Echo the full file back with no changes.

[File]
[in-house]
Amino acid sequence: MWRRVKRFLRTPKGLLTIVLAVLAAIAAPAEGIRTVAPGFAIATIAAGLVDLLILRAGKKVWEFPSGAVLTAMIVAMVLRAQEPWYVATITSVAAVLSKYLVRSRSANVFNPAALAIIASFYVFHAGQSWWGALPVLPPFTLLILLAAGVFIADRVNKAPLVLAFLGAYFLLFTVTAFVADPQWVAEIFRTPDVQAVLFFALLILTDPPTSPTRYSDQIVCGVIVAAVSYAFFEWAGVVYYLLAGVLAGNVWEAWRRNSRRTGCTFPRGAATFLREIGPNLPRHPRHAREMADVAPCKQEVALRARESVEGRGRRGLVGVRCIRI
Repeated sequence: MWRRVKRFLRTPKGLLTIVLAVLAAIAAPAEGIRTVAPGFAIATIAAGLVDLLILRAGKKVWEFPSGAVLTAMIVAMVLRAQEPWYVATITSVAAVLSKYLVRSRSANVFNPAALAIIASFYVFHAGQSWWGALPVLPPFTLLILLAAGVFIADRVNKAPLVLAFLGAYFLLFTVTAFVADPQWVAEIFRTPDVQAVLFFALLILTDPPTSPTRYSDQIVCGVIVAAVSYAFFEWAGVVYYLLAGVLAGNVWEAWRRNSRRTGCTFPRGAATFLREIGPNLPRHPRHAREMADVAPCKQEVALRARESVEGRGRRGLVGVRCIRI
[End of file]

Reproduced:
[in-house]
Amino acid sequence: MWRRVKRFLRTPKGLLTIVLAVLAAIAAPAEGIRTVAPGFAIATIAAGLVDLLILRAGKKVWEFPSGAVLTAMIVAMVLRAQEPWYVATITSVAAVLSKYLVRSRSANVFNPAALAIIASFYVFHAGQSWWGALPVLPPFTLLILLAAGVFIADRVNKAPLVLAFLGAYFLLFTVTAFVADPQWVAEIFRTPDVQAVLFFALLILTDPPTSPTRYSDQIVCGVIVAAVSYAFFEWAGVVYYLLAGVLAGNVWEAWRRNSRRTGCTFPRGAATFLREIGPNLPRHPRHAREMADVAPCKQEVALRARESVEGRGRRGLVGVRCIRI
Repeated sequence: MWRRVKRFLRTPKGLLTIVLAVLAAIAAPAEGIRTVAPGFAIATIAAGLVDLLILRAGKKVWEFPSGAVLTAMIVAMVLRAQEPWYVATITSVAAVLSKYLVRSRSANVFNPAALAIIASFYVFHAGQSWWGALPVLPPFTLLILLAAGVFIADRVNKAPLVLAFLGAYFLLFTVTAFVADPQWVAEIFRTPDVQAVLFFALLILTDPPTSPTRYSDQIVCGVIVAAVSYAFFEWAGVVYYLLAGVLAGNVWEAWRRNSRRTGCTFPRGAATFLREIGPNLPRHPRHAREMADVAPCKQEVALRARESVEGRGRRGLVGVRCIRI